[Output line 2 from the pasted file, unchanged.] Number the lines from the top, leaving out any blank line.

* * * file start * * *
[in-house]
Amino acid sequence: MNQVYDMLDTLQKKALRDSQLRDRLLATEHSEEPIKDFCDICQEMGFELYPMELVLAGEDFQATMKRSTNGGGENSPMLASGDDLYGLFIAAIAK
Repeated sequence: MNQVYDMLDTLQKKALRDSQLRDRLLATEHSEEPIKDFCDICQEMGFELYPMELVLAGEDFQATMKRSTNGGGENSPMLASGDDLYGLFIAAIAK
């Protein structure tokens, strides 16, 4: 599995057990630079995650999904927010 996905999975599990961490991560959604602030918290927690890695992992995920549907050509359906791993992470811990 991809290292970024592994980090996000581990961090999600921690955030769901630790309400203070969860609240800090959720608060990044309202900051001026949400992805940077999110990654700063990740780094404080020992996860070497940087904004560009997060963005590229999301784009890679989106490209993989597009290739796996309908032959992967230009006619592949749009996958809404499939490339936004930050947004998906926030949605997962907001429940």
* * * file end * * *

Amino acid sequence: MNQVYDMLDTLQKKALRDSQLRDRLLATEHSEEPIKDFCDICQEMGFELYPMELVLAGEDFQATMKRSTNGGGENSPMLASGDDLYGLFIAAIAK